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9*s. ix. APRIL 5, 1902.] NOTES AND QUERIES.



The English Dialect Dictionary. Edited by Joseph Wright, M.A., Ph.D. Parts XI. and XII. Ha- Jinkding ; Parts XIII. and XIV. JinkeaLyven. (Frowde.)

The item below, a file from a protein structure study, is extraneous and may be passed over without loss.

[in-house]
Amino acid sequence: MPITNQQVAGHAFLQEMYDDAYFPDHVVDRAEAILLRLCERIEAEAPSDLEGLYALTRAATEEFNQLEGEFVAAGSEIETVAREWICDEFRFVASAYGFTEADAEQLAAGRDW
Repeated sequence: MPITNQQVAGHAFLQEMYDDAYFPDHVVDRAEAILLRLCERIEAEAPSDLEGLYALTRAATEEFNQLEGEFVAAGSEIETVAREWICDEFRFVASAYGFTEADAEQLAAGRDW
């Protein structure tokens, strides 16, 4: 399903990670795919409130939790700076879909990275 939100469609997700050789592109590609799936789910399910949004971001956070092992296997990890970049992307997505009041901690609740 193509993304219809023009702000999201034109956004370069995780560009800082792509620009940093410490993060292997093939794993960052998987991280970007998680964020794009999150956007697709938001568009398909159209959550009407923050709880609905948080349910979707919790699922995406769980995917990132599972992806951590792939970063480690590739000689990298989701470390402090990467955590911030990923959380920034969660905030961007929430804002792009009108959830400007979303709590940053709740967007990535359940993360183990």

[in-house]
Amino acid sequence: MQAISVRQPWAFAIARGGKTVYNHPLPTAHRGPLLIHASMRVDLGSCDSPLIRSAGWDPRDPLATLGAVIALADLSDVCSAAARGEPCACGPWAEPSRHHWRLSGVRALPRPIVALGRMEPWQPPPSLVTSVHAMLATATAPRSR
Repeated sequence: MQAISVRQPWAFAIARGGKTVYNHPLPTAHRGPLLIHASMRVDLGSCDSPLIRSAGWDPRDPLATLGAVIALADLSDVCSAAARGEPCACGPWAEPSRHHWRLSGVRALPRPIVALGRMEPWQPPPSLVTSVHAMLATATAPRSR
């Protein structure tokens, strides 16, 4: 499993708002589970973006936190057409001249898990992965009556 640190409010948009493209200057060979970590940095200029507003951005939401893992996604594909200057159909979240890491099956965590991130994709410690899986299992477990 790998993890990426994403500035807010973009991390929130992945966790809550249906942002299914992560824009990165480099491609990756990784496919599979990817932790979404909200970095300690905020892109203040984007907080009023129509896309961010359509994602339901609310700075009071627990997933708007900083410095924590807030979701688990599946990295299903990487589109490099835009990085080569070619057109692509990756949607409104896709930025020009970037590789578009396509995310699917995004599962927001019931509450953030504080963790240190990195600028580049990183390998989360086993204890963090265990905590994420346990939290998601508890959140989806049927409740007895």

SPLENDID progress is being made by ' The English Dialect Dictionary,' which has now overtaken ind passed the great ' Dictionary ' of Dr. J. A. H. lurray and his collaborators. The two double . irts now issued comprise the letters H, I, /, K y and L, and constitute the third volume. Half the work is now ill the hands of the sub- jribers, and the whole, consisting of 4,600 pages, may be expected before the close of 1905. Vol. IV., M to Q, is already in type, and Vol. V., R and S, is in course of being printed. The sixth and concluding volume will comprise the letters T to Z, the supplement, a bibliography of the many thousands of books specially excerpted for the ' Dictionary,' and a comprehensive comparative grammar of all the dialects treated historically. We have followed carefully the progress of the dictionary, which, since the initial stages were passed, has been creditably rapid, and have expressed frequently our sense of the thoroughness of the workmanship and the energy and enterprise of Prof. Wright, to whom the inception and the execution are due. In more than one respect the task of classifying, explaining, and illustrating a vocabulary so fluctuating is more difficult than that of supplying a complete lexicon of the written language. At any rate, Prof. Wright will soon be able to boast of having supplied his countrymen with a possession such as no other country can boast a complete and scientific treatment of the whole of our dialects. It is needless to dwell on the labour that has been involved, first in the collection of materials, and then in classifica- tion, arrangement, and explanation. It suffices to say that to the philologist and to the student of local customs the dictionary is indispensable ; and that the general student will find in the illus- trative quotations matters of unending interest. it is pleasant to think that as the merits of the dictionary become more widely known the amount of support accorded it augments. Not yet is this nearly adequate to repay or to clear from heavy responsibility those who have undertaken and accomplished a task of importance truly national. A scheme is, however, advanced by which with a minimum of trouble and outlay adequate support may be accorded. In addition to a complete vocabulary of all the dialect words which are known to have been in use in England, Scotland, Ireland, and Wales during the last two hundred years, the dictionary includes American and colonial dialect words which are still in use in this country or are to be found in early printed dialect books and glossaries. Popular customs and superstitions, rural games and pas- times, and the like are all dealt with, and the work is thus commended to the ethnologist and the folk- lorist as well as the general reader. Before it is complete it is computed that over 100,000 words and about 500,000 quotations and references will be supplied. Dialect and folk-speech are rapidly dis- appearing, and had the task now in course of accomplishment been much longer delayed its